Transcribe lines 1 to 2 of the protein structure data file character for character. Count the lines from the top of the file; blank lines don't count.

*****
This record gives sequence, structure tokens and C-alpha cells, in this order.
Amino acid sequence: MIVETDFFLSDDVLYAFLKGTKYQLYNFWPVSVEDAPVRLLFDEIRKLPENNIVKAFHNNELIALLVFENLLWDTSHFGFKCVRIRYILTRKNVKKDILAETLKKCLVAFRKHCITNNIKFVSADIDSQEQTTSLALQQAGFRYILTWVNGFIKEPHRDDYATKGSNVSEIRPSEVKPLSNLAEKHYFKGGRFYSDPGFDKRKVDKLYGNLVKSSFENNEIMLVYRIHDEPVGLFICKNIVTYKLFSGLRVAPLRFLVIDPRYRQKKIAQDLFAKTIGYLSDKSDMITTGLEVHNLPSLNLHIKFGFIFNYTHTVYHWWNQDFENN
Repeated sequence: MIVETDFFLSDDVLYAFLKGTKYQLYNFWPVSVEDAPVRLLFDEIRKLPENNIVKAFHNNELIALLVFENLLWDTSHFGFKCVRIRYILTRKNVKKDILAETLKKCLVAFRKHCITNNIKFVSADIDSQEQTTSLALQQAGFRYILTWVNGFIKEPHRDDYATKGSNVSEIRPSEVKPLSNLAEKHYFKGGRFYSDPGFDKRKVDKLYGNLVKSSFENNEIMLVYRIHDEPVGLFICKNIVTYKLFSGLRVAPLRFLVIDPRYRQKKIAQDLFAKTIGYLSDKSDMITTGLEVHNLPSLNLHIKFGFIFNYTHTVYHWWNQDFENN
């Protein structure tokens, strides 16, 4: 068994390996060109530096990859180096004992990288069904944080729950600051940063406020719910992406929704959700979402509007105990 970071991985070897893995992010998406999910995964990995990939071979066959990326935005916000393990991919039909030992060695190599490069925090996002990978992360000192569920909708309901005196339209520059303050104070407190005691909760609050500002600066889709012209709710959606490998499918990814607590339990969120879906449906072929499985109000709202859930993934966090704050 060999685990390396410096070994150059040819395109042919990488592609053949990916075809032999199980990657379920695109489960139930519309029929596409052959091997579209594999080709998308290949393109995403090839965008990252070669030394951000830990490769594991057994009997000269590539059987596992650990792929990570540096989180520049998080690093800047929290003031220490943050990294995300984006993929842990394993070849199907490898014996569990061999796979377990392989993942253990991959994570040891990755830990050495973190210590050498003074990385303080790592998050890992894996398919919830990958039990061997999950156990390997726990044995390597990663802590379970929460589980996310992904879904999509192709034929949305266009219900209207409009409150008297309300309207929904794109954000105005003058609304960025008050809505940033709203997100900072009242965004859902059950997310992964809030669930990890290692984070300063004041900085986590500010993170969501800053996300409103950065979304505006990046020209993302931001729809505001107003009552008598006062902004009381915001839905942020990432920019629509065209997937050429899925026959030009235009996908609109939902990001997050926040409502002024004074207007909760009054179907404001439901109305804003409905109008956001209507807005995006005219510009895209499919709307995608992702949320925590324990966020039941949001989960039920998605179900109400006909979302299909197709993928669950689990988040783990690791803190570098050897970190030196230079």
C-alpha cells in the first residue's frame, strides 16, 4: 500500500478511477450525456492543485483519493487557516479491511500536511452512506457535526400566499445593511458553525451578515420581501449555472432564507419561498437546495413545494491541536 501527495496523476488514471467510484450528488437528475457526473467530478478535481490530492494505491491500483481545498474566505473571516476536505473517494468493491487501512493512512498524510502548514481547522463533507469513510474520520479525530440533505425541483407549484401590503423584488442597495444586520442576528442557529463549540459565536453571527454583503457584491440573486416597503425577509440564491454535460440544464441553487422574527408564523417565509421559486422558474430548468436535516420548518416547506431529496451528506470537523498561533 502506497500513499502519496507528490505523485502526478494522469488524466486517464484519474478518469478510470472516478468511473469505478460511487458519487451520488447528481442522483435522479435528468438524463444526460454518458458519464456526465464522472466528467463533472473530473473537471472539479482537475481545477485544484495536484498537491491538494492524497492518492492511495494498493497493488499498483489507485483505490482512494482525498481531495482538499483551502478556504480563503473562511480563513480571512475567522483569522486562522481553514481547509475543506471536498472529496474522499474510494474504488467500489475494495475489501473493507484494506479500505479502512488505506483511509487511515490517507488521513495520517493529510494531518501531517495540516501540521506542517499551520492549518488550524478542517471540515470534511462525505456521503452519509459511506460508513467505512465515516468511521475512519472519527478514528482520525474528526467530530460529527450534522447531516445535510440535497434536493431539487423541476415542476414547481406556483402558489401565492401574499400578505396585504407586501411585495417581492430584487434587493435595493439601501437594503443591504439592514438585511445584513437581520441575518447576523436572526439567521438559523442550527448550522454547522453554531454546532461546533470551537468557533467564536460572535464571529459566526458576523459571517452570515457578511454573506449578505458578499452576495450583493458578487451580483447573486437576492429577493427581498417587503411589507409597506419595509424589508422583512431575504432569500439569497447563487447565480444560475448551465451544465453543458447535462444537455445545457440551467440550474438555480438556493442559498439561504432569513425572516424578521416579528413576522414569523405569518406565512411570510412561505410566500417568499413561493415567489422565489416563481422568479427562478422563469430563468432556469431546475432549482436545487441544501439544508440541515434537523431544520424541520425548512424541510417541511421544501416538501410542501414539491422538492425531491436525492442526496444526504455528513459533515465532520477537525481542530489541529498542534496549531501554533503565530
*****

This record gives sequence, structure tokens and C-alpha cells, in this order.
Amino acid sequence: MIVETDFFLSDDVLYAFLKGTKYQLYNFWPVSVEDAPVRLLFDEIRKLPENNIVKAFHNNELIALLVFENLLWDTSHFGFKCVRIRYILTRKNVKKDILAETLKKCLVAFRKHCITNNIKFVSADIDSQEQTTSLALQQAGFRYILTWVNGFIKEPHRDDYATKGSNVSEIRPSEVKPLSNLAEKHYFKGGRFYSDPGFDKRKVDKLYGNLVKSSFENNEIMLVYRIHDEPVGLFICKNIVTYKLFSGLRVAPLRFLVIDPRYRQKKIAQDLFAKTIGYLSDKSDMITTGLEVHNLPSLNLHIKFGFIFNYTHTVYHWWNQDFENN